What is the first commandment of marketing? KNOW YOUR DEMOGRAPHIC. If you’re a 7-11 in Maine, BCL better be all over the front counter. Customer’s aren’t foregoing Beer, Cigs, and Lotto for a barrel of pickles and penny candy. If you’re Abercrombie, you better be selling graphic T’s that say GTL. You don’t wax the treasure trail straight off your empire with a dig at The Jersey Shore.
But that’s just what Abercrombie did this week, claiming that their image as an “aspirational” brand is tarnished by association with America’s favorite Italian exports. So much so, that they are willing to pay the characters to stop wearing their clothes.
Listen Abercrombie: I have aspirations too, however, a ball of twine and a Stop & Shop bag do not a parachute make. (And the roof is wayyy higher than it looks.) Similarly, YOU may appreciate your foray into trad style. A couple of well-meaning albeit misguided elderly relatives may appreciate buying your trad products for their nephews. But the scores of mall rats that enjoy inhaling your scent and going deaf from your music don’t.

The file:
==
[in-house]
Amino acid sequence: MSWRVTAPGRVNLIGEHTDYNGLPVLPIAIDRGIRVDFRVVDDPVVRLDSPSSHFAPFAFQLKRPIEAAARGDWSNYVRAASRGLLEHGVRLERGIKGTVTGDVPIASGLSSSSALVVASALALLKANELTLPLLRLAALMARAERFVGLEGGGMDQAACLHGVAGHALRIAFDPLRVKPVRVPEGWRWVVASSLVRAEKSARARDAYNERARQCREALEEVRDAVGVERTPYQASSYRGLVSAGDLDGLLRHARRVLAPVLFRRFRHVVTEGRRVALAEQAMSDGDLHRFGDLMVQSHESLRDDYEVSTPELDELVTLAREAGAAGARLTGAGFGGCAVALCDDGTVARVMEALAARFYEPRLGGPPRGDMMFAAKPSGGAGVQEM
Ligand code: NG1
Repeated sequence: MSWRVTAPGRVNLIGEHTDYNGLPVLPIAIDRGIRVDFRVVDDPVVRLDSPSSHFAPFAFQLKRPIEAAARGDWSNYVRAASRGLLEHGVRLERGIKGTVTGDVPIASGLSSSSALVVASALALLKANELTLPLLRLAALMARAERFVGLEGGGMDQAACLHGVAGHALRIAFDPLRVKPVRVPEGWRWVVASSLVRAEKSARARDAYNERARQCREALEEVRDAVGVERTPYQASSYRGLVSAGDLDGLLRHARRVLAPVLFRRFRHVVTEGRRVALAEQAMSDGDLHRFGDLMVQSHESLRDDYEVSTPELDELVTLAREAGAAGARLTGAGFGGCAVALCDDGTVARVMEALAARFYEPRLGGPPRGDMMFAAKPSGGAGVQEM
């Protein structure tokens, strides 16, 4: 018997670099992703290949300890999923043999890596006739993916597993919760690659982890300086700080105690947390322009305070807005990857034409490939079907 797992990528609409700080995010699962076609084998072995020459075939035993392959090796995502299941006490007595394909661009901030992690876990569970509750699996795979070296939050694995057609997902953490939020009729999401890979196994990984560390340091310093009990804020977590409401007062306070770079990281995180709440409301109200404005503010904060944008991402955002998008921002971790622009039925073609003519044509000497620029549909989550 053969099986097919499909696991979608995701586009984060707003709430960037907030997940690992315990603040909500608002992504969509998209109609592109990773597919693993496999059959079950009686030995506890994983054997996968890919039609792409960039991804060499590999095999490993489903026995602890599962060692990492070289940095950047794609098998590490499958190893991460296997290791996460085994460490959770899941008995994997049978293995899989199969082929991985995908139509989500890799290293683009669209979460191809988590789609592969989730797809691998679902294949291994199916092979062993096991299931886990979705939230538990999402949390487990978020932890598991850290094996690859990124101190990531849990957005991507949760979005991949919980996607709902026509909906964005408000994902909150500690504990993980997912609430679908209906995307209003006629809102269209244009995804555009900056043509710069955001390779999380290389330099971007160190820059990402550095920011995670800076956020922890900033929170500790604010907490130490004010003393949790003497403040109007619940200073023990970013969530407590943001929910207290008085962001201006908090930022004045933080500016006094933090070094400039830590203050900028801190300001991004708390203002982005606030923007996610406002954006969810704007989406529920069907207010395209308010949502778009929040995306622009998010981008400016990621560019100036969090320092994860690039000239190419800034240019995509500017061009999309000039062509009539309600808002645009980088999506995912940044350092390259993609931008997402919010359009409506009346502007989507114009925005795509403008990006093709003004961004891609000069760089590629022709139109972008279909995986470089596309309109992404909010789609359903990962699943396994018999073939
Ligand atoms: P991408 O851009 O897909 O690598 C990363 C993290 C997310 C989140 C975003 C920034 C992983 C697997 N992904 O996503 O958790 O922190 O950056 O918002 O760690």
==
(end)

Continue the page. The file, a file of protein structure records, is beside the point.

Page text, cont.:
Truth is, Abercrombie hasn’t been prep since they did away with duck decoys and taxidermy. Their new demographic wants restrictive thermals, and sandblasted jeans, and a cheap wallet to put their Jamba Juice cards in. You can’t just slap a crest on something and expect all the kids in J. Crew to gravitate over like in the Pied Piper.
Contrast A+F’s marketing strategy with that of Brooks Brothers and there’s really no comparison. Brooks Brothers is opening another store in NYC (Flatiron) just for young shoppers. The store will highlight their University collection, and have available Wifi and videogames. (Not to mention a previously established preppy following.)
Abercrombie, I think an apology and some gym vouchers are in order.